No experimental animal studies were conducted for the work in this manuscript. The sequence data for all animals were obtained from the 1000 bulls genome project . The deregressed breeding values were obtained from routine genomic prediction.
Consent for publication
The authors declare that they have no competing interests.
Springer Nature remains neutral with regard to jurisdictional claims in published maps and institutional affiliations.
Distribution of reliabilities of estimated breeding values for fertility traits. NRC: Non-return rate in cows; NRH: Non-return rate in heifers; IFLC: Interval from first to last insemination in cows; IFLH: Interval from first to last insemination in heifers; DFS: Days to first service. (PNG 51 kb)
Distribution of reliabilities of estimated breeding values for calving traits. CEd: Calving ease direct; CEm: Calving ease maternal; SBd: Stillbirth direct; SBm: Stillbirth maternal; BWd: Birth weight direct BWm: Birth weight maternal; GLd: Gestation length direct; GLm: Gestation length maternal. (PNG 57 kb)
The first two principal coponents for the genomic relationship matrix comprising individuals used for genome-wide association of calving traits (A) Calving ease direct (B) Calving ease maternal (C) Stillbirth direct (D) Stillbirth maternal (E) Birth weight direct (F) Birth weight maternal (G) Gestation length direct (H) Gestation length maternal. (PNG 816 kb)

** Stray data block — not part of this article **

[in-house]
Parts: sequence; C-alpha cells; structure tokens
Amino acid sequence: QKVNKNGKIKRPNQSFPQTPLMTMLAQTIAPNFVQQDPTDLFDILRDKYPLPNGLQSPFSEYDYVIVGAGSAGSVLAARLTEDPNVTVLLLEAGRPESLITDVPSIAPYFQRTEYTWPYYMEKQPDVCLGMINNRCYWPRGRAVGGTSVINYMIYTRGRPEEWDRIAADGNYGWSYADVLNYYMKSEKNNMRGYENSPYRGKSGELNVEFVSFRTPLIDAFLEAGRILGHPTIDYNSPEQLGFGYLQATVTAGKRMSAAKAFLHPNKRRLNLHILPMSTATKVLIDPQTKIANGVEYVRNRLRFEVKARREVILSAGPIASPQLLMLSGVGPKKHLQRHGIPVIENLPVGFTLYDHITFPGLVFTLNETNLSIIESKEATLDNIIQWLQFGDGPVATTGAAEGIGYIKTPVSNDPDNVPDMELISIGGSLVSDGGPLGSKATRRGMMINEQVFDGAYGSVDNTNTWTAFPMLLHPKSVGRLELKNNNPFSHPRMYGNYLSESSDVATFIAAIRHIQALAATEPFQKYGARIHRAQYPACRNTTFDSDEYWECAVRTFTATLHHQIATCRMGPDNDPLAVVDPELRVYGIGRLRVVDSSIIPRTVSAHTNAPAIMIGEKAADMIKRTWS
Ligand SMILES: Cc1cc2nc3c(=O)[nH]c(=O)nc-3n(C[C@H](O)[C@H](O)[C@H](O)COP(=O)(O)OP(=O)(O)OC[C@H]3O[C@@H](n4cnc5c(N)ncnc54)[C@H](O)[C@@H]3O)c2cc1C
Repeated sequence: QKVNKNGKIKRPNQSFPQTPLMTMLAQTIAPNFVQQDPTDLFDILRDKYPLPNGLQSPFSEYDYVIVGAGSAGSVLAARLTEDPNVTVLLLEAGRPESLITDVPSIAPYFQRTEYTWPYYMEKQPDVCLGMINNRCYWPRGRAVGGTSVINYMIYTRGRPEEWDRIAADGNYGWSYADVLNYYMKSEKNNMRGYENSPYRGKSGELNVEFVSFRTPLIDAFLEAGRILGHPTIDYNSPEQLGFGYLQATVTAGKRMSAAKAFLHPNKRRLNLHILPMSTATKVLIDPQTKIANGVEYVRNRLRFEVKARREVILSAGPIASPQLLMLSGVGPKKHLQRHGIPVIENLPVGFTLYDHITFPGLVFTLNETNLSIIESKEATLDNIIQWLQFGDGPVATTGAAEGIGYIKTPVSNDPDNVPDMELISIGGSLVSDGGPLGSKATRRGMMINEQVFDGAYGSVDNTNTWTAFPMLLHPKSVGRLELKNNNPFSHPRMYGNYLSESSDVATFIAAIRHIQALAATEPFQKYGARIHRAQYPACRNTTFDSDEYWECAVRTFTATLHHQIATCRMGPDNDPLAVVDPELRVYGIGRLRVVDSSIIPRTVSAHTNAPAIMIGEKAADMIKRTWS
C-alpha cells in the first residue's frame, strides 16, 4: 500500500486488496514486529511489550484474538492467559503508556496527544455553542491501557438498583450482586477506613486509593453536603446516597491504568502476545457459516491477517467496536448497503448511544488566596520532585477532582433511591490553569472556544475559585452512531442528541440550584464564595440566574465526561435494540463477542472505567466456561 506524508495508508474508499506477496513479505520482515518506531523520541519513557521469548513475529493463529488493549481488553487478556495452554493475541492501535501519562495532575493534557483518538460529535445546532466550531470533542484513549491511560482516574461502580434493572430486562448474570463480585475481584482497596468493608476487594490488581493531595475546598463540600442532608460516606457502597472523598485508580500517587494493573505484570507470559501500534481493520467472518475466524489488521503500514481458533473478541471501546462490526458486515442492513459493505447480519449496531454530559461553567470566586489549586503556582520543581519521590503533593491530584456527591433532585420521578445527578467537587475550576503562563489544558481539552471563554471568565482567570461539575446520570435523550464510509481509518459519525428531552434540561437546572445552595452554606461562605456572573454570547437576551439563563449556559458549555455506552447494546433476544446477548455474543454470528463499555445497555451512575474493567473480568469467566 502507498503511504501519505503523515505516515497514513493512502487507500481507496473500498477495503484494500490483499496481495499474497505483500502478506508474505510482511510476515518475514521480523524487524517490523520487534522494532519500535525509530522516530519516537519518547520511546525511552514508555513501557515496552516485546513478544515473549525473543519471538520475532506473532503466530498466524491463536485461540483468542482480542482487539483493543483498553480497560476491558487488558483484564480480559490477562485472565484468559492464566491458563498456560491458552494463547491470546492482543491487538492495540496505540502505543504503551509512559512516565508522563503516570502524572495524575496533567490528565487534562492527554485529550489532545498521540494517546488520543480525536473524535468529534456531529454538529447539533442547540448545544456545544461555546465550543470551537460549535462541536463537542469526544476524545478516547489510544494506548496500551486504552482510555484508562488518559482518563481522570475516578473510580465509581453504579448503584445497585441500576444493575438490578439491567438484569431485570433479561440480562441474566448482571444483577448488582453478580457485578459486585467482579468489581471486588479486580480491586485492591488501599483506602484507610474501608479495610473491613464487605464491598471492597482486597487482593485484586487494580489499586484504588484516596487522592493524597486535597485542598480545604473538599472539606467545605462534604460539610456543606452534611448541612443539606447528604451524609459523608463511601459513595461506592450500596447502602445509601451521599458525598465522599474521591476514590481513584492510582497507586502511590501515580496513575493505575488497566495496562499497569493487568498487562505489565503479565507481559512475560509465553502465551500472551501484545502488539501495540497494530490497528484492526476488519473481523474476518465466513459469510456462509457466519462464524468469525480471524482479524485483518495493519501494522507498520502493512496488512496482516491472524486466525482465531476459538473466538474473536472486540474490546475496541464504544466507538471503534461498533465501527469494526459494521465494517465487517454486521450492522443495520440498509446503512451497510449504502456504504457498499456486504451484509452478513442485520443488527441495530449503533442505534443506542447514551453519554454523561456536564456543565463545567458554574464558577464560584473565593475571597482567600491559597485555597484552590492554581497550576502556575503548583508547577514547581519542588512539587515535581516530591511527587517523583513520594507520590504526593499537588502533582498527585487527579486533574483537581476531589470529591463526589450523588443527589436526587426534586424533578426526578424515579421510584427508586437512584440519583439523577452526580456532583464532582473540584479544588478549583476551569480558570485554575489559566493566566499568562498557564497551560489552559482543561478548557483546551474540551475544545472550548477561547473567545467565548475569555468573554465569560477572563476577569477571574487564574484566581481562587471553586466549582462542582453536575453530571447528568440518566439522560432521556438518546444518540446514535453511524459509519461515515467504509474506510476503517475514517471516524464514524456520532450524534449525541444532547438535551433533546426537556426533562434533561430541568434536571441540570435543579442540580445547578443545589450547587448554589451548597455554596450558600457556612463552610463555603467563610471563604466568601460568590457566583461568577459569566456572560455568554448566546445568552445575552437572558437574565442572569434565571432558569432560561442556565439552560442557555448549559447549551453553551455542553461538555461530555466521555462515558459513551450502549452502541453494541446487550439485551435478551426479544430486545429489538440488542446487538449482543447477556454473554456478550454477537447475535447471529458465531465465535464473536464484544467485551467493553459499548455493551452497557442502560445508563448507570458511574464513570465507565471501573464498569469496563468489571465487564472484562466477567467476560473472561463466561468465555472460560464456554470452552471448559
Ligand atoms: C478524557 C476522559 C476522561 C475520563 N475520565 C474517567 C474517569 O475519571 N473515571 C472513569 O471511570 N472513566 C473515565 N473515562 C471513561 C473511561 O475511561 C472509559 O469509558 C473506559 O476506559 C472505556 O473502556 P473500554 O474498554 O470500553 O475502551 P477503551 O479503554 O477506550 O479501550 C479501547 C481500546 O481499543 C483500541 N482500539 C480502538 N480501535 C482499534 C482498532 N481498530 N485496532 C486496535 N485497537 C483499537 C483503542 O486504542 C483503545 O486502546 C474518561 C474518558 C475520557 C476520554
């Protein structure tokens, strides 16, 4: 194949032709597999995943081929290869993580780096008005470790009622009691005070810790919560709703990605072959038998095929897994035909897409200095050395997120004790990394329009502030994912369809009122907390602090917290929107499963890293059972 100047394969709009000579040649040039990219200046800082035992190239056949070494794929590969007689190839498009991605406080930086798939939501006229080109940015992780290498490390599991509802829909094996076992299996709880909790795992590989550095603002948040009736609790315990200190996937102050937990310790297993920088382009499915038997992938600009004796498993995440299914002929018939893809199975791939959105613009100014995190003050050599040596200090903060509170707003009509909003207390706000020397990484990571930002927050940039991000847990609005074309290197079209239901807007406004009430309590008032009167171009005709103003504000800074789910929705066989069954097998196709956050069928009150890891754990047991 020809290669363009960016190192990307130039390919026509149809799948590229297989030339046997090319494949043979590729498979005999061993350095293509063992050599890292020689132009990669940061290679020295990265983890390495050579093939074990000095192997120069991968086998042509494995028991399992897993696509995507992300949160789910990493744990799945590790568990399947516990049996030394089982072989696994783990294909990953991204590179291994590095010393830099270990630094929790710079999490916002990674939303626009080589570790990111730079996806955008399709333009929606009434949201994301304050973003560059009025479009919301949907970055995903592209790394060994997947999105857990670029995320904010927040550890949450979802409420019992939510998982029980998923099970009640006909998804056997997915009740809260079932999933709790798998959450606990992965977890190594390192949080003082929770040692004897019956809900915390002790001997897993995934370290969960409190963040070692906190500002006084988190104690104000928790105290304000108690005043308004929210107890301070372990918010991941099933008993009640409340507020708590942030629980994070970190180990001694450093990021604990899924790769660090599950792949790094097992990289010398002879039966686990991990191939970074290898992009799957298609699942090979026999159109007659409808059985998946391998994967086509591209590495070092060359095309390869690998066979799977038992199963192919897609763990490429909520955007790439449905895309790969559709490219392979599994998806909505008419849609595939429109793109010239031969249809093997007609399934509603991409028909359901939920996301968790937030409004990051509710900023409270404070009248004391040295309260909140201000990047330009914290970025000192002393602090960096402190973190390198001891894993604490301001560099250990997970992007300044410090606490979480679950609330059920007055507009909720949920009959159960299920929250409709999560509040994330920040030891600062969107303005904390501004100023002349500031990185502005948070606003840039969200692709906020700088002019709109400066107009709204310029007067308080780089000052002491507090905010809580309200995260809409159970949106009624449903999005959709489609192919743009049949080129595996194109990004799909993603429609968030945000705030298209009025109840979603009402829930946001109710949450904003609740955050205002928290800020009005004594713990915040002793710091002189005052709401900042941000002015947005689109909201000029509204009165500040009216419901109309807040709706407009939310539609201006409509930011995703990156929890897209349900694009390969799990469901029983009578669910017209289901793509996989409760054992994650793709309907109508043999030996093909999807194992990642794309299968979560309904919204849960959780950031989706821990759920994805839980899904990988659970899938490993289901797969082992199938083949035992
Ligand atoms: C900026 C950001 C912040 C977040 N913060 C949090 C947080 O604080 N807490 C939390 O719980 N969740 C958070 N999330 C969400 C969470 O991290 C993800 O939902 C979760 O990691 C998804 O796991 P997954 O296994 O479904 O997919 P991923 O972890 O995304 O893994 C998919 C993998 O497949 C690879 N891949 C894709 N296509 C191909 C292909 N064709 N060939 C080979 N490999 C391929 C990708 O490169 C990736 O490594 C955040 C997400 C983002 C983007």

The first two principal coponents for the genomic relationship matrix comprising individuals used for genome-wide association of fertility traits (A) Non-return rate in cows (B) Non-return rate in heifers (C) Interval from first to last insemination in cows (D) Interval from first to last insemination in heifers (E) Days to first service. (PNG 677 kb)
GWAS results per trait. SNPs with p-values < 10−6 for each trait. (XLSX 415 kb)
Minor allele frequency per breed among sequenced individuals for ASCC2 and GAS2L1. (XLSX 44 kb)
GWAS for calving ease using stature as a covariate. The red line marks the Bonferroni corrected significance threshold. The blue line shows the threshold for suggestive variants. The figure in the upper right corner shows the corresponding qqplot. (PNG 74 kb)
Association for calving ease direct (CEd) and gestation length direct (GLd) on BTA21 from 1 to 4 Mb. The red line indicates the Bonferroni corrected significance threshold. (PNG 582 kb)
Association on BTA19 for stillbirth using only individuals not carrying BH2 (top) or using BH2 carrier status as a covariate (bottom). The red line indicates the Bonferroni corrected significance threshold. (PNG 563 kb)
Manhattan plots for the GWAS for stillbirth direct and maternal excluding individuals from the smaller cluster in the PCA plot. The red lines mark the Bonferroni corrected significance threshold. The blue lines show the threshold for suggestive variants. Small figures in the upper right corner shows the corresponding qqplot. (PNG 506 kb)
About this article
- Whole genome sequencing
- Genome-wide association study
- QTL discovery
- Functional traits
- Brown Swiss
- Dairy cattle
- Calving ease